By Mark Maske
Washington Post Staff Writer
Wednesday, December 10, 2008
They are back to being the same old stumbling and bumbling Cincinnati Bengals. The respectability to which Marvin Lewis and Carson Palmer elevated them just a few years ago is a quickly fading memory.
Now the questions are: Will Lewis hang around as their coach beyond this season to try to get things fixed again? And will Palmer be healthy enough to assist him as the team's quarterback?
The answers probably won't be known with any certainty until after the Bengals finish playing a dreary season that next includes a meeting with the Washington Redskins on Sunday at Paul Brown Stadium.
The Bengals take a record of 1-11-1 into the game, and there's little reason to believe things will be any different for them in the coming weeks. Palmer has been sidelined since Oct. 5 by an ailing right elbow, and his replacement, Ryan Fitzpatrick, neither scares anyone nor has much help. The Bengals lost Sunday to the Indianapolis Colts, 35-3.
Lewis is doing his best to remain upbeat.
"I'm positive we're going to win the last three games," he said during his postgame news conference Sunday. "Very positive. That's what we're going to do. We're going to work our butt off to win the last three games."
But what really matters for the franchise is what happens when the season ends. Any NFL team revolves around its head coach and its quarterback, and the Bengals have huge questions about both.
Several people within the league said in recent weeks they believe owner Mike Brown is unlikely to fire Lewis and pay him the remainder of a contract that runs through the 2010 season. In a recent interview with the team's Web site and the Cincinnati Enquirer, Brown praised Lewis for continuing to get his players to put forth effort.
"In many ways he's done an incredibly good job," Brown said, according to the Bengals' Web site. "Our players still try hard, and that's hard to come by when you go through all the losing this team has gone through."
But some also speculate privately that Brown and Lewis could agree to part ways after the season over team operational issues. Lewis fueled the notion an offseason parting is possible when he said in a story published last month on NFL's Web site, "It's not a shock to say that we have to make some changes for the future for me to remain here."
Lewis was asked about that statement during his news conference on Nov. 20 following a loss to the Steelers in Pittsburgh. He said: "We need to change how we're getting things done. And I'm talking about playing. I'm not talking about anything other than that. . . . I didn't mean anything other than that context. We need to make sure that we continue to develop our guys and do a good job of coaching and playing."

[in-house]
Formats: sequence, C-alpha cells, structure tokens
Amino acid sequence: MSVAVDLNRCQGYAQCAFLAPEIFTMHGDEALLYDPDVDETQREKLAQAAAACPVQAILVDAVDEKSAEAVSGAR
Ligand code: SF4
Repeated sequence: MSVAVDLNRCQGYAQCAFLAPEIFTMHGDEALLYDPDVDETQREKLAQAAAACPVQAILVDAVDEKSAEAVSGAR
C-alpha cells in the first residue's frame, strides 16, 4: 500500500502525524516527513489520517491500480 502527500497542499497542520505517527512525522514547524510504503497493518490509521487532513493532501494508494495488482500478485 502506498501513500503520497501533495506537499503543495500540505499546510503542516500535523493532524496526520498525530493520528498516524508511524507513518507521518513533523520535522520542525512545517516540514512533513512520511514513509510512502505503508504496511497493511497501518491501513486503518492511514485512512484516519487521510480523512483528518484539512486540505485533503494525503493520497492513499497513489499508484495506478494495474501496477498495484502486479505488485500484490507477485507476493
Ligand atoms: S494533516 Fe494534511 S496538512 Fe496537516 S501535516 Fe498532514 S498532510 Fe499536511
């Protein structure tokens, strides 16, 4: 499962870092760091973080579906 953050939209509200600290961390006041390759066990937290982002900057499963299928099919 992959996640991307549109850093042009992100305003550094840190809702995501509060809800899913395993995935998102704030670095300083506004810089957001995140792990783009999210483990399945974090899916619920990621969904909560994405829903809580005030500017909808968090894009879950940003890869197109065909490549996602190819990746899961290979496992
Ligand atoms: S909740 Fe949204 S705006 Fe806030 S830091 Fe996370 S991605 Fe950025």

Lewis also said that night he hadn't given any thought to not being with the Bengals next season. He was asked how draining this season has been on him, and said: "It's part of my job. When you don't win, it's draining. When you win, it's draining. It's all the same. It doesn't change much. . . . My feelings don't matter for anything, anyway."
The former Redskins defensive coordinator didn't respond to a message seeking further comment for this story. When he was asked during a news conference last week about the roster and assistant coaching evaluations he must make after the season, he refused to answer.
"I'm not going to get into any of that," Lewis said. "Obviously, at the end of any season, I think all the things you asked always happen."
He did talk Monday, though, about wanting to re-sign several players.
Lewis inherited a laughingstock of a team in 2003 and got it fixed within three years, going to the playoffs in the 2005 season. However, a three-year slide has followed. He is in his sixth season as the Bengals' coach and has a regular season record of 43-49-1. He is 0-1 in the playoffs. Without Palmer, the Bengals have reverted this season to being one of the league's worst teams.
Palmer has started only four games this season. He resumed throwing last week after a nearly two-month layoff. There is little to indicate he will play in another game this season, although Lewis wouldn't rule that out Monday. Lewis announced then that Palmer's doctors don't think surgery is necessary, barring a setback, but a final determination won't be made until Palmer completes the throwing program that is part of his rehabilitation.
The Bengals are hopeful Palmer will avoid surgery and be ready in plenty of time for next season. Clearly, they need their franchise quarterback.
"Hopefully [this] week I'll be throwing more and more and get some work with our receivers," Palmer told reporters following Sunday's game. "I just have to take it slow and do what the doctors tell me."
For Lewis, the season has included not only the losing and Palmer's injury, but also the soap opera of dealing with Chad Ocho Cinco. The wide receiver, formerly known as Chad Johnson before legally changing his name, spent last offseason lobbying very publicly for a trade. The Bengals rejected an offer from the Redskins that reportedly could have included two first-round draft picks, based on the wideout's productivity in Washington.
But Ocho Cinco underwent ankle surgery before training camp and suffered a slight shoulder separation during the preseason, and hasn't been as productive as usual. Lewis deactivated him from the Steelers game after reportedly exchanging heated words when the wide receiver was late to a team meeting the previous day. Lewis had him out of the starting lineup Sunday, yet Ocho Cinco had a season-high 79 receiving yards on five catches against the Colts.
"We just have to finish these last games up and look forward to next year," fellow Bengals wideout T.J. Houshmandzadeh told reporters after Sunday's game. "Nobody likes to lose. That's the tough part of it. It's weird. It's not going anywhere near the way we thought it would, [but] we still have to play and have fun."